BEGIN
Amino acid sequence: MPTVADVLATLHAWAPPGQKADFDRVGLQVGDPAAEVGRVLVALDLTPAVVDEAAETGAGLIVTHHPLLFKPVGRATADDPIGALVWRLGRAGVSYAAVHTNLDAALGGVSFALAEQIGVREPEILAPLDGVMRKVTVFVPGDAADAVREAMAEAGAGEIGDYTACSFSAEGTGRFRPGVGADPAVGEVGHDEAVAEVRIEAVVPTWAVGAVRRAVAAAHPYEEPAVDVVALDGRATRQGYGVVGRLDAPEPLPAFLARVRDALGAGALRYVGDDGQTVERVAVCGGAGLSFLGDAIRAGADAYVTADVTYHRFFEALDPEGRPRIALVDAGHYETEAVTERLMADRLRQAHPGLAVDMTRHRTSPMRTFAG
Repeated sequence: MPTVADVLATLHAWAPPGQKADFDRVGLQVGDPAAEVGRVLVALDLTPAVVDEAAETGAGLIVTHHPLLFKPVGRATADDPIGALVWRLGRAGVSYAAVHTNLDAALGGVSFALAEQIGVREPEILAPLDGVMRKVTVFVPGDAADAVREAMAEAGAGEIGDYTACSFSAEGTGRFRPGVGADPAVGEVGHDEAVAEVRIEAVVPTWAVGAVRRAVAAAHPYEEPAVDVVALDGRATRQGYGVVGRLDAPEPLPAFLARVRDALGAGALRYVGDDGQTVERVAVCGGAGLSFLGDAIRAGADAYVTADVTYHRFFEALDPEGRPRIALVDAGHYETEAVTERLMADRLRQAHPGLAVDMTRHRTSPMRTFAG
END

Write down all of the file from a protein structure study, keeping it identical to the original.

Amino acid sequence: MPTVADVLATLHAWAPPGQKADFDRVGLQVGDPAAEVGRVLVALDLTPAVVDEAAETGAGLIVTHHPLLFKPVGRATADDPIGALVWRLGRAGVSYAAVHTNLDAALGGVSFALAEQIGVREPEILAPLDGVMRKVTVFVPGDAADAVREAMAEAGAGEIGDYTACSFSAEGTGRFRPGVGADPAVGEVGHDEAVAEVRIEAVVPTWAVGAVRRAVAAAHPYEEPAVDVVALDGRATRQGYGVVGRLDAPEPLPAFLARVRDALGAGALRYVGDDGQTVERVAVCGGAGLSFLGDAIRAGADAYVTADVTYHRFFEALDPEGRPRIALVDAGHYETEAVTERLMADRLRQAHPGLAVDMTRHRTSPMRTFAG
Repeated sequence: MPTVADVLATLHAWAPPGQKADFDRVGLQVGDPAAEVGRVLVALDLTPAVVDEAAETGAGLIVTHHPLLFKPVGRATADDPIGALVWRLGRAGVSYAAVHTNLDAALGGVSFALAEQIGVREPEILAPLDGVMRKVTVFVPGDAADAVREAMAEAGAGEIGDYTACSFSAEGTGRFRPGVGADPAVGEVGHDEAVAEVRIEAVVPTWAVGAVRRAVAAAHPYEEPAVDVVALDGRATRQGYGVVGRLDAPEPLPAFLARVRDALGAGALRYVGDDGQTVERVAVCGGAGLSFLGDAIRAGADAYVTADVTYHRFFEALDPEGRPRIALVDAGHYETEAVTERLMADRLRQAHPGLAVDMTRHRTSPMRTFAG